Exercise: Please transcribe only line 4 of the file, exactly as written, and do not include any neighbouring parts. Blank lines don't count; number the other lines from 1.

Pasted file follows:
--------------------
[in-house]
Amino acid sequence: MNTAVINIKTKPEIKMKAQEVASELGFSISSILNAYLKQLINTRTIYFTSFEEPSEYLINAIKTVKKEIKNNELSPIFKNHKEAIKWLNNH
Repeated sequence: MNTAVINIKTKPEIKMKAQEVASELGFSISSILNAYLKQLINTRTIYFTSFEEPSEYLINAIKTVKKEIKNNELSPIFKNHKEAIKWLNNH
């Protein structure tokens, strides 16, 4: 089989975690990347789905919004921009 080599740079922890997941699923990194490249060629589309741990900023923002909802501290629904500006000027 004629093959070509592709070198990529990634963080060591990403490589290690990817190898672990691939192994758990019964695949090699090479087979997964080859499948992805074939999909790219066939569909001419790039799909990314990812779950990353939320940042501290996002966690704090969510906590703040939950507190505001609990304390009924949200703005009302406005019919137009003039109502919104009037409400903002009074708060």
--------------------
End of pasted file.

């Protein structure tokens, strides 16, 4: 089989975690990347789905919004921009 080599740079922890997941699923990194490249060629589309741990900023923002909802501290629904500006000027 004629093959070509592709070198990529990634963080060591990403490589290690990817190898672990691939192994758990019964695949090699090479087979997964080859499948992805074939999909790219066939569909001419790039799909990314990812779950990353939320940042501290996002966690704090969510906590703040939950507190505001609990304390009924949200703005009302406005019919137009003039109502919104009037409400903002009074708060």